Here is one for my under 30 years of age readers. I am looking for comments (and enlightenment). I will give my view in a later post. According to an article in the New York Times, a 14 year old girl in New Jersey was arrested for child pornography because she posted a sexually explicit picture of herself on MySpace. In response to the number of criminal charges being brought against minors for “sexting,” several states have passed legislation removing this conduct from felony status. A federal court of appeals recently prevented a Pennsylvania prosecutor from bringing child pornography charges against some 12 and 13 year old girls who took some risqué photos at a slumber party. It seems that teenagers like to take and send photos of themselves in various states of undress. The problem is possessing and distributing these photos is considered child pornography in many states – a felony, with jail time, and the obligation to register as a sex offender. Clearly, the lawmakers did not anticipate this new trend. It also appears that there is a wide range of “sexting” activities from sexually suggestive to explicit.

Essentially, there are three situations which need to be addressed when those under 18 engage in the following activities: (1) posting or sending a sexually explicit photo of yourself to someone under the age of 18, (2) posting or sending a photo of yourself and another person which is sexually explicit, and (3) republishing a sexually explicit photo that someone else sent you privately. Do any of these activities warrant a felony charge? Do any warrant a misdemeanor charge? Should any be addressed in the juvenile justice system? Should any be decriminalized? How should these situations be handled from a legal perspective?

In Advance Magazine Publishers v. Does 1-5, No. 09-10257 (S.D.N.Y. Dec. 22, 2009) Conde Nast is seeking to identify the people who hacked into their computer system and republished pages from the December 2009 issue of GQ magazine on a blog hosted by Google’s Blogger Service. The complaint alleged a violation of the Computer Fraud and Abuse Act (CFAA) for the hacking, and copyright violation for the republishing without permission of copyrighted materials belonging to Conde Nast. The court agreed to issue a subpoena to discover the identity of the hackers and republishers because (1) Conde Nast had alleged sufficient facts to bring an action under both the CFAA and the Copyright Act, (2) the identity of the hackers could be overwritten if not discovered soon, and (3) Conde Nast has no other way of obtaining this information. If you were the Judge, what other conditions would you add before granting a subpoena to identify computer hackers? Would your answer be any different if this was just copyright infringement?

It is South by Southwest® here in Austin this week. While most of the students are away, the town is full of music, films and interactive events. In searching for something with a legal angle that I could write about, I came across a potential legal dispute involving the movie “MacGruber” of SNL fame, which premieres tonight at the Paramount. The dispute stems from a cease and desist letter sent by the attorneys of the creator of the original MacGyver TV series. Apparently, MacGyver is also being made into a movie. The letter did not stop the premier, but raises the issue of copyright infringement.

Essentially, before a suit for infringement can be brought in federal court, the work must be registered at the Copyright Office. The courts will examine whether the alleged infringing work is “substantially similar” to the original work, and if the look and feel, among other things, of the original work was improperly copied. Although it is unlikely that anyone would think that MacGruber was created independently, it was clearly based on the MacGyver character, there is an exception to infringement called “fair use.” One type of fair use is parody. A parody is the copying of a work in a satirical and humorous manner. I don’t think anyone will claim that MacGruber is anything but a copying of MacGyver in a satirical and humorous manner, but not all parodies are automatically fair use.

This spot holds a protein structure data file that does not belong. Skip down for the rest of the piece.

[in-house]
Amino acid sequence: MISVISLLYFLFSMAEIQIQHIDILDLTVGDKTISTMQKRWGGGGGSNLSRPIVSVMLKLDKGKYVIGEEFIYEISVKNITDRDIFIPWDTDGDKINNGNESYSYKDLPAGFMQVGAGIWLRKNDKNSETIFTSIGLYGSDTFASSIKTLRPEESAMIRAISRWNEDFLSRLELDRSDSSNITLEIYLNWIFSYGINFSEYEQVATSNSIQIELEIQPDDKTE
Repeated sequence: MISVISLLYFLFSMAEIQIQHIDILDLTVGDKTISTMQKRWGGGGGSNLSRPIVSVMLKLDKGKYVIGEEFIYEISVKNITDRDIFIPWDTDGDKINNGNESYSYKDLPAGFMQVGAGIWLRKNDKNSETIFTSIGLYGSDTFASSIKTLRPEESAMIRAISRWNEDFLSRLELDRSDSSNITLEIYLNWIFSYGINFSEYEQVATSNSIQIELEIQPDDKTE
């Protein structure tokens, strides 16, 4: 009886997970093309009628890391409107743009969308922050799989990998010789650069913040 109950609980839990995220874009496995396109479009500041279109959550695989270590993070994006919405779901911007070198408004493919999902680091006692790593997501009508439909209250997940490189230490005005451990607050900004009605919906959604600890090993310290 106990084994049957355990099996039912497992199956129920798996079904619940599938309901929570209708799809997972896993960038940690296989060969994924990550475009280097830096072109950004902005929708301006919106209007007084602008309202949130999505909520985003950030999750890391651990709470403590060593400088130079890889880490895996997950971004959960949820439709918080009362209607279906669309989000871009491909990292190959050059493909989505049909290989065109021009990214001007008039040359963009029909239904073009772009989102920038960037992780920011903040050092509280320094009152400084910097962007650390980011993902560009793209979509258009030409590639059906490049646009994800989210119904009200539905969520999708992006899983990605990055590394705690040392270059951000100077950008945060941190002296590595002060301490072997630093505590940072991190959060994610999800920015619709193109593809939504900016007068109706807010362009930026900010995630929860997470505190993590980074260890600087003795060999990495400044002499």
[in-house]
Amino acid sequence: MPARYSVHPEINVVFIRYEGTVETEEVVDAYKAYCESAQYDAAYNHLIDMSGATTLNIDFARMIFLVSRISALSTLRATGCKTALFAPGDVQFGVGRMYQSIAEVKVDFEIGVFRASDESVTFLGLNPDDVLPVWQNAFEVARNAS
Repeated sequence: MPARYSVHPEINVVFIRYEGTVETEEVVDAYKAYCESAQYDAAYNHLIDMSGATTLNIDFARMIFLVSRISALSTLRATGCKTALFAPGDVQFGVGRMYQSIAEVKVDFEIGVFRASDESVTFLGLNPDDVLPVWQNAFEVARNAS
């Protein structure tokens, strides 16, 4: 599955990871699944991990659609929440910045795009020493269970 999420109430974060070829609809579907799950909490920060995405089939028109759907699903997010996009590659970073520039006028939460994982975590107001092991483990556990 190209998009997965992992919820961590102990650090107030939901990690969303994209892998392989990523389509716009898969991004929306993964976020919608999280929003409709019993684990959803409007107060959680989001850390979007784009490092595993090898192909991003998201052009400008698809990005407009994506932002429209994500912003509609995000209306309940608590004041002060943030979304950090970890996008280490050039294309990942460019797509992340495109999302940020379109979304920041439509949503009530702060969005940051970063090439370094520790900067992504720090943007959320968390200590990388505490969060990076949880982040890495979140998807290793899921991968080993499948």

The most prominent case involving this issue is Campbell v. Acuff-Rose Music which was decided by the Supreme Court in 1994. Essentially, 2LiveCrew recorded a parody of Roy Orbison’s “Oh, Pretty Woman,” and like the creator of MacGyver, the owner of the Pretty Woman copyright felt that the parody was an infringement. Although the lower court held that the commercial nature of the 2Live Crew version of the song automatically excluded it from fair use, the Supreme Court ruled that because the work was so transformative (different from the original), the work would not impact the commercial value of the original work as they operated in completely different markets (one of the factors in fair use).

What does this mean for MacGruber? I would predict that a court would find MacGruber to be transformative parody and serving a different market than MacGyver and thus a fair use. I wish them a successful premiere.

Does telling a suspect that “You have the right to talk to a lawyer before answering any of our questions” and “You have the right to use any of these rights at any time you want during this interview” mean the same thing as “You have the right to an attorney during questioning?”

In the case of Florida v. Powell decided February 23, 2010, the U.S. Supreme Court reversed the Florida Supreme Court’s holding that the statements made by the police were misleading because they seemed to imply that the suspect only had a right to an attorney prior to the interrogation.  The case of Miranda v. Arizona (1966) requires that a suspect must be clearly warned prior to any questioning that he has the right to consult with a lawyer and to have the lawyer present with him during interrogation.

The Supreme Court stated that the exact warning given did satisfy the requirements in Miranda. The Court declined to prescribe any exact phraseology. What are your thoughts? Do you believe the statement “You have the right to use any of the rights at any time you want during this interview” is clear enough to inform a suspect that he or she can have an attorney present during an interrogation? Why or why not?